Full report on the University World News site

SWEDEN: Tuition fees for foreigners – and scholarships
The government has outlined its plans to introduce tuition and application fees for students from non-EU-EEA countries from the 2011-12 academic year. It also announced that the fees would be supplemented by new scholarship schemes, one of which will be available to students from countries where Sweden is already involved with long-term development projects.
Full report on the University World News site

SWEDEN: New charges present new challenges
Jan Petter Myklebust
The decision to introduce tuition fees for foreign students has met strong objections by Swedish student unions and a massive e-mail response to Local – Sweden’s News in English. But for two of the universities enrolling most foreign students, the government’s decision means an immediate income loss in the millions.
Full report on the University World News site


SUDAN: Police surround funeral of beaten student
Daniel Sawney and Jonathan Travis*
Reuters reports that the funeral of a Darfuri student who was allegedly beaten to death by Sudanese authorities became the scene of a tense confrontation when armed police surrounded the house where the student’s body waited to go to the cemetery.
More Academic Freedom reports on the University World News site


GLOBAL: Establishing academic standards
Gavin Moodie*
The privatisation of higher education in many countries has increased the financial incentive for institutions to compromise standards to maintain their viability. It has also led to the increased influence of institutions and their managers over lecturers and their academic decisions which were previously more strongly influenced by disciplinary norms and the expectations of the ‘invisible college’.
Full report on the University World News site

GERMANY: Training locals to deal with food issues
Stephan Weidt
Researchers at the University of Hohenheim’s Food Security Center (FSC) are developing food security strategies. Hohenheim is among five winners of the Exceed – Excellence for Development – competition.
Full report on the University World News site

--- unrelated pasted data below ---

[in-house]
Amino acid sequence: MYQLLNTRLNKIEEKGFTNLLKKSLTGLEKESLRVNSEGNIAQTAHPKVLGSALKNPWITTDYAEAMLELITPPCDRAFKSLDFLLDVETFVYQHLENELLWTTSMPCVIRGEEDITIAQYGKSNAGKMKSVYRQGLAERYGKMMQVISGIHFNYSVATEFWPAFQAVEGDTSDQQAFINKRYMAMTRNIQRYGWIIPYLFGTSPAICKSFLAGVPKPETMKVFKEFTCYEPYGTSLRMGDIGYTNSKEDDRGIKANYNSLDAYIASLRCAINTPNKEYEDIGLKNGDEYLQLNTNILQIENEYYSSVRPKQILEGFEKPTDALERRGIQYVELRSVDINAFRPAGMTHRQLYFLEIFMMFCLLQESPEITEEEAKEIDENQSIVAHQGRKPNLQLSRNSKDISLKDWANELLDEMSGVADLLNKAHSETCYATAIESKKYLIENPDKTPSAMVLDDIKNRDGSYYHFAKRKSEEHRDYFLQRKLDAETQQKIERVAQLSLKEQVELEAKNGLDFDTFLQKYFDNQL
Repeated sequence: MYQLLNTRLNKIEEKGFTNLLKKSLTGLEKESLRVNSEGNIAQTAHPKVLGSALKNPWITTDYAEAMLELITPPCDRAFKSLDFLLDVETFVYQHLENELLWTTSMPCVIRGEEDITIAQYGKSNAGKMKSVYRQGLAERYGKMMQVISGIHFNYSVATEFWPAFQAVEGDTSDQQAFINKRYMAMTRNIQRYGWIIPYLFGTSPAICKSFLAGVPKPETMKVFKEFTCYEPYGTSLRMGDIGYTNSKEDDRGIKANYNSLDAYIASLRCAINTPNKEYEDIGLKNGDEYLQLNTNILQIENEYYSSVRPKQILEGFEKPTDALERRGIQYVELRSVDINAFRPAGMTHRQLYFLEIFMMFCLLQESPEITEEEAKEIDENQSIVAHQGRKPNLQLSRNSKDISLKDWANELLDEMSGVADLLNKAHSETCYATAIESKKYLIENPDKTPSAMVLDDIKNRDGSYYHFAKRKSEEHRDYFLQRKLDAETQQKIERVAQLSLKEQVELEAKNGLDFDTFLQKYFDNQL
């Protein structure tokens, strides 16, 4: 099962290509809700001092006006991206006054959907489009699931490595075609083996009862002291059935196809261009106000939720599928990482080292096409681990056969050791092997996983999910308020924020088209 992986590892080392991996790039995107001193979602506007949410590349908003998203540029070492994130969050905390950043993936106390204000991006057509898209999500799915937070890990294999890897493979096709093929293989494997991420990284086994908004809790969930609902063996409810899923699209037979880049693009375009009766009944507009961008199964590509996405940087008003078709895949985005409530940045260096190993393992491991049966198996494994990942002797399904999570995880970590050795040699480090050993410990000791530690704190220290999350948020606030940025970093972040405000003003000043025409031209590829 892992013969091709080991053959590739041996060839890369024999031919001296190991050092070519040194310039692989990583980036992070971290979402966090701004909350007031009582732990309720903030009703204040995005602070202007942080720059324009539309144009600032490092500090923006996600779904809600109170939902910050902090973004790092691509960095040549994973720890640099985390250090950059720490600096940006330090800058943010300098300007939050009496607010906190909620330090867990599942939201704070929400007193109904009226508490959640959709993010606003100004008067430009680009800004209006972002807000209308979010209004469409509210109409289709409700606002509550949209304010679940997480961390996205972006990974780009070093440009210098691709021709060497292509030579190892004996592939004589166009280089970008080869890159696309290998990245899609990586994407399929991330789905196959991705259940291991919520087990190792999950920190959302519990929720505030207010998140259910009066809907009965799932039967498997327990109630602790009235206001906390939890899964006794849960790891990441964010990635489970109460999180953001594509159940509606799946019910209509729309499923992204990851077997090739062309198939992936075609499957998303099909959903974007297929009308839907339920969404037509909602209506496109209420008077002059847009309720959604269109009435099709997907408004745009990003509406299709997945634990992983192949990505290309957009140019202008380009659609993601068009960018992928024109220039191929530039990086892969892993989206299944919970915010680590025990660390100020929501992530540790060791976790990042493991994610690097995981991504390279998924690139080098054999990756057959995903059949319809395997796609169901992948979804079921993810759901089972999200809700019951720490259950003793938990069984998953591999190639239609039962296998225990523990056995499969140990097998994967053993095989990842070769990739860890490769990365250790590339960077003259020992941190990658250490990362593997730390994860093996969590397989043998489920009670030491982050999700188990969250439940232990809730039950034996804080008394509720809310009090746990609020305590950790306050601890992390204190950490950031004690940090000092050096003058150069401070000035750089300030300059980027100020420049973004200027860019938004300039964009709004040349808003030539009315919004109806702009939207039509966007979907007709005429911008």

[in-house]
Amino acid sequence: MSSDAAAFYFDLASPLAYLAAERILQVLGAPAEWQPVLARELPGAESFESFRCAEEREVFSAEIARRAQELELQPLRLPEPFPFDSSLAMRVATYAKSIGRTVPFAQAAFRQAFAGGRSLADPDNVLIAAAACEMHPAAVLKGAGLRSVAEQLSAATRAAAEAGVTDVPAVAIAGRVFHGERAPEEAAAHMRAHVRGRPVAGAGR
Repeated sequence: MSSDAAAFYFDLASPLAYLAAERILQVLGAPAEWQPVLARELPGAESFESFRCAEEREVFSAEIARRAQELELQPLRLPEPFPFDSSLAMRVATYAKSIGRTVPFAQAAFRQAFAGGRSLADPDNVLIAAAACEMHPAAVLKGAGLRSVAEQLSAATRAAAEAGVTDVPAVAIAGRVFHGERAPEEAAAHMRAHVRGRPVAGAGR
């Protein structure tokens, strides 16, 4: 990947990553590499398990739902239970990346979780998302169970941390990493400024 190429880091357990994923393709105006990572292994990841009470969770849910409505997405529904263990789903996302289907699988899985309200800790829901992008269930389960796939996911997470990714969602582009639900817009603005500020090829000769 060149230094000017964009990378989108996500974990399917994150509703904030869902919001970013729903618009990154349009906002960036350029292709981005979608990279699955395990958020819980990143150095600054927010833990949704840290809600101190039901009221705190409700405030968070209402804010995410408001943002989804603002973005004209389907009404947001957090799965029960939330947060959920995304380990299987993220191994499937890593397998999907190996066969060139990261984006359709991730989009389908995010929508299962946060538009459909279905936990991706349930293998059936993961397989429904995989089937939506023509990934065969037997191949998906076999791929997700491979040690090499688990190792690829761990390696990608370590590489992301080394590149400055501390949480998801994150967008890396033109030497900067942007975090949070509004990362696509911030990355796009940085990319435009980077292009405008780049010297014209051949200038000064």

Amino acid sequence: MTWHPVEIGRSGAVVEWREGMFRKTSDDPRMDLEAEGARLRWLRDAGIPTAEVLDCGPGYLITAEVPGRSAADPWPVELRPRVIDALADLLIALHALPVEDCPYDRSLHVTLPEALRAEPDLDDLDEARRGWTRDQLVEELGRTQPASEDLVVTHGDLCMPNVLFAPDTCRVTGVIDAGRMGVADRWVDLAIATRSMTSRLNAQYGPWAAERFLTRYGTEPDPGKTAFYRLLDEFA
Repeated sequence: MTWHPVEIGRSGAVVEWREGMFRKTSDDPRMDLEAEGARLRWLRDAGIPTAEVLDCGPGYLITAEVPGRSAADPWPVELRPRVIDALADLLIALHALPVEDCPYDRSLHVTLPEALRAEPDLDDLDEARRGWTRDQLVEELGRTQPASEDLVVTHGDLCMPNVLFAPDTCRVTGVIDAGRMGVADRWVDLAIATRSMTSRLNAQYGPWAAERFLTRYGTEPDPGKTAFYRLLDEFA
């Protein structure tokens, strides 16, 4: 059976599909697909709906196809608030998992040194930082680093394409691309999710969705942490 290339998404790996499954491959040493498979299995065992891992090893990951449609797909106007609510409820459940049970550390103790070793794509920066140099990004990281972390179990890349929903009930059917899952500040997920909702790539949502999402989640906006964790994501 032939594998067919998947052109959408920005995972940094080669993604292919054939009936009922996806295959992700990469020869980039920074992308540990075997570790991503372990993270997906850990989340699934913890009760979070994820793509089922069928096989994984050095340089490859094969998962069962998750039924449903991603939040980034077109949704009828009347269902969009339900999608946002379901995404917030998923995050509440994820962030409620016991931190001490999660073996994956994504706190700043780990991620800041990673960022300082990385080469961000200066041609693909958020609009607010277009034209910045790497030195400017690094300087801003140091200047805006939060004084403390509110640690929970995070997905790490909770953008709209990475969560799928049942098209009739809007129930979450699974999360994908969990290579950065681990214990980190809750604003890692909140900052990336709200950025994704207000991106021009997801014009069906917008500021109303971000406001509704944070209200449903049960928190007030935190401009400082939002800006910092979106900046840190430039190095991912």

GLOBAL: Why branch campuses may be unsustainable
Philip G Altbach
Branch campuses are sprouting around the world, like mushrooms after a heavy rain. According to the Observatory on Borderless Higher Education, the number of branch campuses increased by 43% to a total of 162 between 2006 and 2009. Many of the growing mushrooms may only hold a limited lifespan and a few might be poisonous.
Full report on the University World News site
Article from International Higher Education

US: The future of the internet IV
The latest in a series of expert studies, The Future of the Internet IV, has revealed “fascinating new perspectives on the way the internet is affecting human intelligence and the ways that information is being shared and rendered”, according to the Imagining the Internet Center at Elon University and the Pew Research Center’s Internet & American Life Project. The web-based survey obtained opinions from nearly 900 internet stakeholders including prominent scientists, business leaders, consultants, writers and technology developers.
Full report on the University World News site


UK: Recognising faces – it’s genetic
New research from University College London indicates that the ability to recognise people’s faces is genetically based.
Full report on the University World News site

US-UK: Flightless mosquitoes control dengue fever
A breed of mosquito in which the females cannot fly has been developed as a means of combating dengue fever – a mosquito-borne disease for which there is no vaccine or treatment.
Full report on the University World News site

UK: Generating energy from grass'